Patients often learn about pharma products during their doctors' appointments--but what about before those appointments? New research shows that many smartphone users spend their waiting-room time looking for healthcare information, which could offer marketers a prime opportunity to get their messages across.
According to a recent study from CDMiConnect, one in 5 Americans uses a mobile device in the waiting room to search for healthcare info. And patients bring that info into their appointments with them, giving drugmakers "an opportunity to contribute to doctor-patient discussions" if they can get relevant and accessible content in front of their audience during that window.
"I saw a commercial for a medication a week prior and had looked it up. But I realized I forgot the exact name. In the waiting room I was like 'Oh, we need to talk about this,'" one study participant said. "I typed in the name as close as possible and was able to find it. I asked the doctor about it and told him it sounded like something new I could try."
It's not just the under-30 crowd that uses its phone to answer in-office health questions, either. In a survey of 3,000 Americans age 18 and older, CDMiConnect found that 26% of people between the ages of 30 and 49 reported using a mobile device in the waiting room to scout out health info. And as the number of device users rises, the report's authors expect the number of pre-appointment info-seekers to grow.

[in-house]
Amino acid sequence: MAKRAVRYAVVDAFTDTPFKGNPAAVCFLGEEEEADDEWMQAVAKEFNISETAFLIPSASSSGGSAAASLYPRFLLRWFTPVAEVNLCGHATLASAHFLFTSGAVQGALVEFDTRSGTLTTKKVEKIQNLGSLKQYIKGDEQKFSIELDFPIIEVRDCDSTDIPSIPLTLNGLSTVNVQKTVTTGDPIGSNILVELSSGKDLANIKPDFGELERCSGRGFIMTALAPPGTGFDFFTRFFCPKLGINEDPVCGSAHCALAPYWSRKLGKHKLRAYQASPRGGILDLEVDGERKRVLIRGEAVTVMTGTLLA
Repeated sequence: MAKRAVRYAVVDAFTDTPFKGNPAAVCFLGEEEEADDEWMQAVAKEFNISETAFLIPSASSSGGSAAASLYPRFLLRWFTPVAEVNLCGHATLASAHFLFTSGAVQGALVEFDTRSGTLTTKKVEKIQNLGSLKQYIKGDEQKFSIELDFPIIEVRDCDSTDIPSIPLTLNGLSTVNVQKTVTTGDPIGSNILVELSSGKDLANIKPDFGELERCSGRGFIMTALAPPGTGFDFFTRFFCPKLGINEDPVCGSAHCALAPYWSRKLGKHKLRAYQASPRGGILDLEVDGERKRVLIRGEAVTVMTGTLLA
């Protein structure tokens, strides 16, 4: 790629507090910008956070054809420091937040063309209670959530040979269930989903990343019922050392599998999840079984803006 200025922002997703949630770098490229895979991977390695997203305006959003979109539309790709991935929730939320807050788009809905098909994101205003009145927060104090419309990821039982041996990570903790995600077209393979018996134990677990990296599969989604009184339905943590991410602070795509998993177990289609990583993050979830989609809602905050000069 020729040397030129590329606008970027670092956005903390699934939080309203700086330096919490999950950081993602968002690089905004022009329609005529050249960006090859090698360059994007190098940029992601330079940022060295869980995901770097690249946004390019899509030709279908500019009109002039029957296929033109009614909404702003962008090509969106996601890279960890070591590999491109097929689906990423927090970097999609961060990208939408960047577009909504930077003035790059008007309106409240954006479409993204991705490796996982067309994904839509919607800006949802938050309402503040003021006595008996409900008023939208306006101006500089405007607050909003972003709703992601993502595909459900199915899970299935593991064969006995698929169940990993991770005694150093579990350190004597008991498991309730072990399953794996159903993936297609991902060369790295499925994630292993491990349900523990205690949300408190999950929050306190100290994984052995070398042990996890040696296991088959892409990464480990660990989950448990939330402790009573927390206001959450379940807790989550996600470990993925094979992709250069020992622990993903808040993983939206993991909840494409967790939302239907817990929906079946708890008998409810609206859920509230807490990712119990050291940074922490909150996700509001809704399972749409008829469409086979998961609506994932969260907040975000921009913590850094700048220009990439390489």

It doesn't stop there. CDMiConnect found that waiting-room content consumers are also content creators when it comes to social media, registering twice as likely to share health content with their networks.
"There's a good chance they will share whatever they learn or experience," the authors said.
So, a little bit of well-positioned marketing can go a long way with smartphone users--and their social media connections--although exactly which way remains to be seen.
"How the doctor-patient relationship will continue to evolve around this enduring presence remains to be seen," the report's authors noted. "But one thing we're already seeing is that technology is changing how patients think and what they do during their appointments."
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